Vinegar the major ingredient in adobo. Some might say that it’s what makes adobo ‘adobo’. Having too much vinegar in Adobo ingredients can overpower the sauce, making it too tart. Having too little can dilute the flavor. I recommend a one to one ratio of vinegar to soy sauce, but you should experiment according to your own tastes.
Most Filipinos would agree that Datu Puti Cane Vinegar (Sukang Maasim) is the best for an authentic Filipino taste. This is a sugar-cane vinegar with a sweeter taste. Most Asian markets should carry the brand. You can also find it on Amazon if you can’t find it at your local store.
Here are some other ideas for your adobo vinegar flavoring:
- Balsamic vinegar
- Pinot Grigio Vinegar
- Rice Wine vinegar
- Apple Cider vinegar
- Coconut vinegar
Using these or a mix of these can provide a unique signature to your cooking.
Soy sauce is another essential ingredient for adobo. It provides a salty counter-balance to the sour vinegar taste. As mentioned before, I like a one to one ratio of vinegar to soy sauce. Experiment with your cooking to see what you like.
For an authentic taste, try the Silver Swan soy sauce brand. Again, your local Asian store should carry the brand or you can order from Amazon. Kikkoman is also a good brand to use in a pinch.
The marinade sauce is delicious and goes well when poured over rice. You can depart from tradition and experiment with different things to give your sauce a unique, signature flavor. Adobo is great because it provides an ecclectic mix of sour, salty and sweet. Once you have mixed in all of the essential ingredients for the marinade (soy sauce, vinegar, pepper, garlic), then you can be creative with other ingredients.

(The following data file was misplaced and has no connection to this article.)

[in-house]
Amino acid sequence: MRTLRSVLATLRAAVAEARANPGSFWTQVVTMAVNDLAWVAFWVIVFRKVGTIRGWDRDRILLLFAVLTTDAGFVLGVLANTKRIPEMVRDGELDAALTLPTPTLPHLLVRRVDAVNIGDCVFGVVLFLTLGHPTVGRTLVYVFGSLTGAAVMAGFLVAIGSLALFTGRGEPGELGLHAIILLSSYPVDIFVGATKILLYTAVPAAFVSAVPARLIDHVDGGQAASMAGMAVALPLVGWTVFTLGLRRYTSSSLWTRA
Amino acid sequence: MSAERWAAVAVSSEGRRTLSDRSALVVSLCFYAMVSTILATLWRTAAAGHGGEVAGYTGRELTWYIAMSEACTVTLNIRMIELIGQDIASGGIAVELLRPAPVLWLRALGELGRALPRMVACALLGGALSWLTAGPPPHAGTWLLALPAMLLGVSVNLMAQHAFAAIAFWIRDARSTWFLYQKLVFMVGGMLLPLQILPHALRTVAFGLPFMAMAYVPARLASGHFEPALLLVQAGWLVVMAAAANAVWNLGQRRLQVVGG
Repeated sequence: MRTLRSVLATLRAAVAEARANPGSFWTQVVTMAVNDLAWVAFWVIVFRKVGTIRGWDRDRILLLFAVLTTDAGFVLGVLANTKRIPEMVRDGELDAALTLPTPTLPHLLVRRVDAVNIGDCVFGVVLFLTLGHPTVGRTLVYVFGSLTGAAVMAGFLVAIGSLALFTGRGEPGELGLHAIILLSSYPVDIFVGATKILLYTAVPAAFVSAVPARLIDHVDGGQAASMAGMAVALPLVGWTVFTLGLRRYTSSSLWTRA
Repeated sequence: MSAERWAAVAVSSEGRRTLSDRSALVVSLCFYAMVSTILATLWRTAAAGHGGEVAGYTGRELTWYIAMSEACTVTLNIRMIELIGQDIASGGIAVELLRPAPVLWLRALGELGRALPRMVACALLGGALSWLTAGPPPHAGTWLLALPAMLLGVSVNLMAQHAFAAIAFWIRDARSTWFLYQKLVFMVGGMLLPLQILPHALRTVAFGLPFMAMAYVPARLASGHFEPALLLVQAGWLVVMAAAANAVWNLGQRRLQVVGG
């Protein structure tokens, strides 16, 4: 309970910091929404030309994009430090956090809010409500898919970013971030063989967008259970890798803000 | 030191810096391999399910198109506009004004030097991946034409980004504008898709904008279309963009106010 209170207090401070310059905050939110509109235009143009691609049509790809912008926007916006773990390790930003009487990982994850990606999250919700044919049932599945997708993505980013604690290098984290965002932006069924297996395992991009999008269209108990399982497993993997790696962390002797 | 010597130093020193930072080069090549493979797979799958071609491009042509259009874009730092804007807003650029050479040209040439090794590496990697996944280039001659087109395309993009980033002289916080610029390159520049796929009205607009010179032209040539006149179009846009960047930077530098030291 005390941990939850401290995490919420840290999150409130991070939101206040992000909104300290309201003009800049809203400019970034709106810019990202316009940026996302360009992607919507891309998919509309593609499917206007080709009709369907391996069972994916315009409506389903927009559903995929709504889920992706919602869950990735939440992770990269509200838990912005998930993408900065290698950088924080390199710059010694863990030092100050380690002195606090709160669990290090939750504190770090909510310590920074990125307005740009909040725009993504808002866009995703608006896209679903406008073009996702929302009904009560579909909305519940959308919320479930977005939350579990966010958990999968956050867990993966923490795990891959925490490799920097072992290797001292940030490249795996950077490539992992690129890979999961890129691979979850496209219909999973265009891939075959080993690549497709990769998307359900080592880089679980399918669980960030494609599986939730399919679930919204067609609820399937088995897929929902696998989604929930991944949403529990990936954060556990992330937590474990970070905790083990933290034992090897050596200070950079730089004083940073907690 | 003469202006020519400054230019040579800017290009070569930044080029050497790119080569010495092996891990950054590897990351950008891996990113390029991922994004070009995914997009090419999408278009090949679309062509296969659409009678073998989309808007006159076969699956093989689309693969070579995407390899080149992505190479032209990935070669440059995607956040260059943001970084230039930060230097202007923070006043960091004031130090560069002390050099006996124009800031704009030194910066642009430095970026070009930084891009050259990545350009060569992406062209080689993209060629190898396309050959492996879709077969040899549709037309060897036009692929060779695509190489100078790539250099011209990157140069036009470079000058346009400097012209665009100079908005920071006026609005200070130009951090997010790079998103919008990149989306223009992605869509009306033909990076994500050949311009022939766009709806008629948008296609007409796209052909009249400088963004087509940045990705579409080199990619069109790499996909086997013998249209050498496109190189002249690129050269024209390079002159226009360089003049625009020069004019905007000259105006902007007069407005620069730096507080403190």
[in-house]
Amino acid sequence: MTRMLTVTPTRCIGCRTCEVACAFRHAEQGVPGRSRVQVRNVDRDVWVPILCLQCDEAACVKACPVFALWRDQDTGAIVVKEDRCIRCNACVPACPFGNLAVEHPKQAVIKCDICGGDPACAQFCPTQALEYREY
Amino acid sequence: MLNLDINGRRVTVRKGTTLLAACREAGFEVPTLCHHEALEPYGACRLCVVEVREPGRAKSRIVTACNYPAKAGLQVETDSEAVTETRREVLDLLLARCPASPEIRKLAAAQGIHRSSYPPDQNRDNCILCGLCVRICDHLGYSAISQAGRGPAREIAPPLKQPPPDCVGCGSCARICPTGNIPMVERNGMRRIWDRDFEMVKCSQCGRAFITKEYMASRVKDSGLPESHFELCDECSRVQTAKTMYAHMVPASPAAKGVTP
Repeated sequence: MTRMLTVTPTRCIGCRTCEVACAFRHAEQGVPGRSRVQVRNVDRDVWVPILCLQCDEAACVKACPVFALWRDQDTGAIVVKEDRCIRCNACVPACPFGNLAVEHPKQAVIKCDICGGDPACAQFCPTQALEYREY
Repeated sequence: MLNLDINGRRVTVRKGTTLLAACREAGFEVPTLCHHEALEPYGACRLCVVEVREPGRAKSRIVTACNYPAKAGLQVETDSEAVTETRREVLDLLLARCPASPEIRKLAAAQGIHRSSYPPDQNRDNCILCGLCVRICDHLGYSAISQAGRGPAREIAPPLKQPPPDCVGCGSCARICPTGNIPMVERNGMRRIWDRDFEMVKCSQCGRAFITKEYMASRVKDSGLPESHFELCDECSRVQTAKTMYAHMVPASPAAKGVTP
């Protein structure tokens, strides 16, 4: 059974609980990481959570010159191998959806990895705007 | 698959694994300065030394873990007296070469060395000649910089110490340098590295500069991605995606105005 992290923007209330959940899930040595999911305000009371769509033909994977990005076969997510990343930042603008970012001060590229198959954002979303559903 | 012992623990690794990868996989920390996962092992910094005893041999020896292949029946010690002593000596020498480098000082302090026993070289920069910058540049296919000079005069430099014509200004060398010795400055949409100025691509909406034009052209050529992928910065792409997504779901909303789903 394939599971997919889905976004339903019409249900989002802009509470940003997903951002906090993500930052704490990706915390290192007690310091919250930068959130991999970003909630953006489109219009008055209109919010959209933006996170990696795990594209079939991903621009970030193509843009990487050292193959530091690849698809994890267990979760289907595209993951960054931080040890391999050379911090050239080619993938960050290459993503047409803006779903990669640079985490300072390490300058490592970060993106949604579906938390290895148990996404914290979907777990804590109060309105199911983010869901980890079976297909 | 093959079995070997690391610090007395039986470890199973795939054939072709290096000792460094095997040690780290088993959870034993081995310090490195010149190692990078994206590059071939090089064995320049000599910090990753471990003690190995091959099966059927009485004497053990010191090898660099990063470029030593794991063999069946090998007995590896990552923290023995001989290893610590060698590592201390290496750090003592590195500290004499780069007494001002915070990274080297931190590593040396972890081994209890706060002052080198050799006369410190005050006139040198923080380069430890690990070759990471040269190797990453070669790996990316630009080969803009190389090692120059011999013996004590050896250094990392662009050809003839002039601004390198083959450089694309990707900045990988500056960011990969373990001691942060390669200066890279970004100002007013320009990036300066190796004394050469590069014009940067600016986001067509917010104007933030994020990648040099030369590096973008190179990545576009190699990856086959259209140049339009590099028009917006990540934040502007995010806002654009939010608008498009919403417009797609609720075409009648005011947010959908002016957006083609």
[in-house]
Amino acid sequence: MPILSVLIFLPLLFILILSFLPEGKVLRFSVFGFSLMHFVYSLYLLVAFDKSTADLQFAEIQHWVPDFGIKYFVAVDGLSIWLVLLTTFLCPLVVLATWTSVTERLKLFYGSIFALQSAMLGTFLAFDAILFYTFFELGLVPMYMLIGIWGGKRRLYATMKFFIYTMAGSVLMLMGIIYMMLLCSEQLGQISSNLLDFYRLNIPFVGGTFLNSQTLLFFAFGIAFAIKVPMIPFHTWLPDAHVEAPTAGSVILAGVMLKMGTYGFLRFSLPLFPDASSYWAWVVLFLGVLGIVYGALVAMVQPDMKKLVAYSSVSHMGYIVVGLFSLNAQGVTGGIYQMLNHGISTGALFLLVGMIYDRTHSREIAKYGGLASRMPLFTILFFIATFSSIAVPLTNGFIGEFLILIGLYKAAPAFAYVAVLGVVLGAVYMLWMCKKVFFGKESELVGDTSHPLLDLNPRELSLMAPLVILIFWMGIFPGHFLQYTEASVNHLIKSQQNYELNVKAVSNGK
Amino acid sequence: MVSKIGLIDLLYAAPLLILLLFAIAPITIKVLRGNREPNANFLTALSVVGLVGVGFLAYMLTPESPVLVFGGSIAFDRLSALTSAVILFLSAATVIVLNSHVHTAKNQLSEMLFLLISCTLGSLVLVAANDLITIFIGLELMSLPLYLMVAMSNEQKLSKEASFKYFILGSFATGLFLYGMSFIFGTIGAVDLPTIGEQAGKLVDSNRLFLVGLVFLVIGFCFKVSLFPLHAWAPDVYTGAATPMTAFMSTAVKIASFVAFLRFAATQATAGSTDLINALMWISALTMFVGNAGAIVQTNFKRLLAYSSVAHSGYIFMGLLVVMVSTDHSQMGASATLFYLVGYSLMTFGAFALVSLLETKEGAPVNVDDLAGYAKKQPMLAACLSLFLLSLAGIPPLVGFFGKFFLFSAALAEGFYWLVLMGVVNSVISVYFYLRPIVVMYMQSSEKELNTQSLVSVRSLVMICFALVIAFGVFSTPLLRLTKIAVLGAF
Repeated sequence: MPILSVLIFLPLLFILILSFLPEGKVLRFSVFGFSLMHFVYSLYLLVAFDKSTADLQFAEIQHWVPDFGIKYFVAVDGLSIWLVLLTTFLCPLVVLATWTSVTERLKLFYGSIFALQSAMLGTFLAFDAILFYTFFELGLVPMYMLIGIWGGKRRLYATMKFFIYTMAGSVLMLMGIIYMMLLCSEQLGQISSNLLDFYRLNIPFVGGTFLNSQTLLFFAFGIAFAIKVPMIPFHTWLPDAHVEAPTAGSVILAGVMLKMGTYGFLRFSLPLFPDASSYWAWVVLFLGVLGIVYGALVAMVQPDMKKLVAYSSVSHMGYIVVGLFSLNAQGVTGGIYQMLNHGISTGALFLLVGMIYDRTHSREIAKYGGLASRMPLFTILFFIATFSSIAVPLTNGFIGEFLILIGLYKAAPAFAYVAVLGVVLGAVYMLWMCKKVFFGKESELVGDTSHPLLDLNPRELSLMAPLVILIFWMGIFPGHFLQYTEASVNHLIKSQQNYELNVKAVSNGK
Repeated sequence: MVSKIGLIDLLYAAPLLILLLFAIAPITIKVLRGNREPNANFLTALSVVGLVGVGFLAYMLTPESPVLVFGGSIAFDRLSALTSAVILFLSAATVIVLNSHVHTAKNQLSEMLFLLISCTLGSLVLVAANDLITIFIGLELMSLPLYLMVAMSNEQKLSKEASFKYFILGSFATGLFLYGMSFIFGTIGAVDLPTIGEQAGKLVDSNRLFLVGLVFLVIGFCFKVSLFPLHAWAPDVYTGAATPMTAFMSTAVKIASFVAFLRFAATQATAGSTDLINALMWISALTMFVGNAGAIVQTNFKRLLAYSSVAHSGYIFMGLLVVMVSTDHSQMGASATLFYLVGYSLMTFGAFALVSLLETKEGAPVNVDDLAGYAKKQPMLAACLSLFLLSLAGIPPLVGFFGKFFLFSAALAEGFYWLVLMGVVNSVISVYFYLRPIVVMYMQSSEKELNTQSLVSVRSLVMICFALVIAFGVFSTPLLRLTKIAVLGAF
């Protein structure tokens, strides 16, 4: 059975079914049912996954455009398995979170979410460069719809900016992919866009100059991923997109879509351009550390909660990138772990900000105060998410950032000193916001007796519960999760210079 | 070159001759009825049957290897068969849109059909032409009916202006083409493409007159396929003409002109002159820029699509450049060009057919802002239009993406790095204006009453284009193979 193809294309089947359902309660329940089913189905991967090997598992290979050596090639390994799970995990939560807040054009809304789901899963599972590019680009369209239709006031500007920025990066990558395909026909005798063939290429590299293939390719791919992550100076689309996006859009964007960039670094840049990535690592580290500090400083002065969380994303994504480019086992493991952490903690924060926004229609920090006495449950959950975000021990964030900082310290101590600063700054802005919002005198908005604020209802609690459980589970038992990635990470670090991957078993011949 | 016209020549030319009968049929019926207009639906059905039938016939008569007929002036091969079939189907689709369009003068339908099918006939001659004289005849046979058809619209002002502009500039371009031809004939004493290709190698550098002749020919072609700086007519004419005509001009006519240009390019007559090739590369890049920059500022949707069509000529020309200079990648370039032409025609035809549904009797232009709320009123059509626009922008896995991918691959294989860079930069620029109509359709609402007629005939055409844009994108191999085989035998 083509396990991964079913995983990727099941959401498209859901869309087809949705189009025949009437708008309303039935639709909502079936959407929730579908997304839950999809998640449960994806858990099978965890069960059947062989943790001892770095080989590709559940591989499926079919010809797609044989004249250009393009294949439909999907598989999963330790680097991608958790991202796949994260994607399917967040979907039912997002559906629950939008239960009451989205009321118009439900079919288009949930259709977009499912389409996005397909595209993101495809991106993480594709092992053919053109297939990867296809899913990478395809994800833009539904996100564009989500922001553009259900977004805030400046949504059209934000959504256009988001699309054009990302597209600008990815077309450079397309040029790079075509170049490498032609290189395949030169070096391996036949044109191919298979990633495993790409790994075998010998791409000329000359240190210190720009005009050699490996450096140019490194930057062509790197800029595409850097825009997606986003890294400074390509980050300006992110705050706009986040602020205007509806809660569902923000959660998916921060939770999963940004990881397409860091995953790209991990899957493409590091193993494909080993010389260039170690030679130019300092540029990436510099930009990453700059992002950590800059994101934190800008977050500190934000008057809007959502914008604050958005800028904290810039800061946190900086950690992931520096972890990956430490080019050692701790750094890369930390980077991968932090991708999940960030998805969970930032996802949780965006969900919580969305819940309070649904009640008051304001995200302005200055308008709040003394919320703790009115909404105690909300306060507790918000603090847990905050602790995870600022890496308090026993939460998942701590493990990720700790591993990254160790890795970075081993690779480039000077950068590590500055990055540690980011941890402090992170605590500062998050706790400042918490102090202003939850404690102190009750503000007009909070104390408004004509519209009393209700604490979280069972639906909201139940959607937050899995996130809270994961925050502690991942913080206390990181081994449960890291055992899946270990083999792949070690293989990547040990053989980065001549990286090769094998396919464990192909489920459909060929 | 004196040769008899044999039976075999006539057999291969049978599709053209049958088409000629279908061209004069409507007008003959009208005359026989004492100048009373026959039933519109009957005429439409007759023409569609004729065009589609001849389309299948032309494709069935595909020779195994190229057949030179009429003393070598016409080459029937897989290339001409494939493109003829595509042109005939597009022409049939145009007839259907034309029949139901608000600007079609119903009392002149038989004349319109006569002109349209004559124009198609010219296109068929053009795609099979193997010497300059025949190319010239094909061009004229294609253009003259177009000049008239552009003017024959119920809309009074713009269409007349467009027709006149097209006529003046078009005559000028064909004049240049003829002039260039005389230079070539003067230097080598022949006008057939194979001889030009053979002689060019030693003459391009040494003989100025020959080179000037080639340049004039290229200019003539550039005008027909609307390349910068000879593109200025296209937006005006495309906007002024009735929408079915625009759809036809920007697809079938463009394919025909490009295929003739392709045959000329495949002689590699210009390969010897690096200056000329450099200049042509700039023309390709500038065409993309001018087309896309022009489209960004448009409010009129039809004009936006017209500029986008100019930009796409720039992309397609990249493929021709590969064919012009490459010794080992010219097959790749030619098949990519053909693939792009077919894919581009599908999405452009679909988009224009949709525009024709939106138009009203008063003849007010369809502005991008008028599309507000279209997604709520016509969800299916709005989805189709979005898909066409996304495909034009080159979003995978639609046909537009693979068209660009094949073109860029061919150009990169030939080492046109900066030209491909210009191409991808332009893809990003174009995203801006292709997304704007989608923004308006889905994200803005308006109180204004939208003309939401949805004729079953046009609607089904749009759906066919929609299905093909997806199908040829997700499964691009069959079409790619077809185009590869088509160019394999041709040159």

Here are some ideas you can use for your sauce:
- Add some chicken liver to thicken up the sauce. Mash it up or puree and mix it in.
- Sprite or 7up can be added to increase the sweetness.
- Try brown sugar or maple syrup to add sweetness.
- Simply adding water can dilute the sauce if it is too strong.
- Add a tiny bit of anise to provide a sweet and aromatic taste.
- Add a bit of white wine for flavor.
- For a spicy sauce, add chili flakes
- Oyster sauce in just the right amount can be great
Adobo is usually made with chicken or pork.
For chicken, it is traditionally made from parts containing the skin such as the thighs and the wings. The skin adds juiciness and flavor to the overall stew. Marinating in the sauce will allow the soy sauce and vinegar to infuse into the meat. The meat will continue to absorb the marinade even after you have packed up the adobo for leftovers. That is why many Filipinos will tell you that it tastes even better the next day.
To experiment with the chicken you can try the following ideas:
- Remove the skin for a leaner meal
- Fry the chicken before cooking to get a crispy texture
- Cook with onions for added sweeness
- Try rubbing the chicken with lemon first
For pork, try to find some pork chops or pork loin and slice it up into bite-sized cubes. Country style pork ribs can work here as well for a more fatty texture. Filipinos enjoy the fatty parts as much as the meaty parts. Typically, you would broil the pork along with the sauce until the meat has browned. Another variation that you could try is to grill the pork before adding it to the pot.
This is a controversial ingredient. Adobo is not traditionally made with coconut milk. However, you can use it to add some thickness to the sauce for a more creamy texture and a richer flavor if you so desire.
As you can imagine, there are many other ingredients you can add to your dish to make it unique and to call your own. Here are some of the more common ‘accent’ ingredients:
- Green bell peppers